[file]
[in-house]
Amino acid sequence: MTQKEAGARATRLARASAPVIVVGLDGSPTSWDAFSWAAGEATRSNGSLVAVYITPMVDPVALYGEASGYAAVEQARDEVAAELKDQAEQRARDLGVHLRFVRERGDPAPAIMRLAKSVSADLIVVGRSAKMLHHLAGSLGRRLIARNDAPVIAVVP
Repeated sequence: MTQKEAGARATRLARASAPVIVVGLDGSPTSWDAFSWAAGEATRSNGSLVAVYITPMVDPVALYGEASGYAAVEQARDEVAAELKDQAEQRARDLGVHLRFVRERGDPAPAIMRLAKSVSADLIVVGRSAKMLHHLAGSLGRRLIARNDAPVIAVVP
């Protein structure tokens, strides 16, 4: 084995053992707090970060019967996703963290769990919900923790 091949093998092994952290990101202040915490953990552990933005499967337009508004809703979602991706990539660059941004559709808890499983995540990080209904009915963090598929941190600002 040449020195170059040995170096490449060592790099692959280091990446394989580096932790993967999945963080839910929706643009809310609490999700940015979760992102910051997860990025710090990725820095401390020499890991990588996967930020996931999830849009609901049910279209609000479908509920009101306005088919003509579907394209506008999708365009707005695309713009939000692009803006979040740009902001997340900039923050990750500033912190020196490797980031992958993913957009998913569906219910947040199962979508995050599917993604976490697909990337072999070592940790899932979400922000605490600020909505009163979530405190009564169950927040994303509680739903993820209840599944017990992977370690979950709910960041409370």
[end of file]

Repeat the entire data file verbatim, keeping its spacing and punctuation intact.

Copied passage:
[in-house]
Amino acid sequence: MTQKEAGARATRLARASAPVIVVGLDGSPTSWDAFSWAAGEATRSNGSLVAVYITPMVDPVALYGEASGYAAVEQARDEVAAELKDQAEQRARDLGVHLRFVRERGDPAPAIMRLAKSVSADLIVVGRSAKMLHHLAGSLGRRLIARNDAPVIAVVP
Repeated sequence: MTQKEAGARATRLARASAPVIVVGLDGSPTSWDAFSWAAGEATRSNGSLVAVYITPMVDPVALYGEASGYAAVEQARDEVAAELKDQAEQRARDLGVHLRFVRERGDPAPAIMRLAKSVSADLIVVGRSAKMLHHLAGSLGRRLIARNDAPVIAVVP
């Protein structure tokens, strides 16, 4: 084995053992707090970060019967996703963290769990919900923790 091949093998092994952290990101202040915490953990552990933005499967337009508004809703979602991706990539660059941004559709808890499983995540990080209904009915963090598929941190600002 040449020195170059040995170096490449060592790099692959280091990446394989580096932790993967999945963080839910929706643009809310609490999700940015979760992102910051997860990025710090990725820095401390020499890991990588996967930020996931999830849009609901049910279209609000479908509920009101306005088919003509579907394209506008999708365009707005695309713009939000692009803006979040740009902001997340900039923050990750500033912190020196490797980031992958993913957009998913569906219910947040199962979508995050599917993604976490697909990337072999070592940790899932979400922000605490600020909505009163979530405190009564169950927040994303509680739903993820209840599944017990992977370690979950709910960041409370």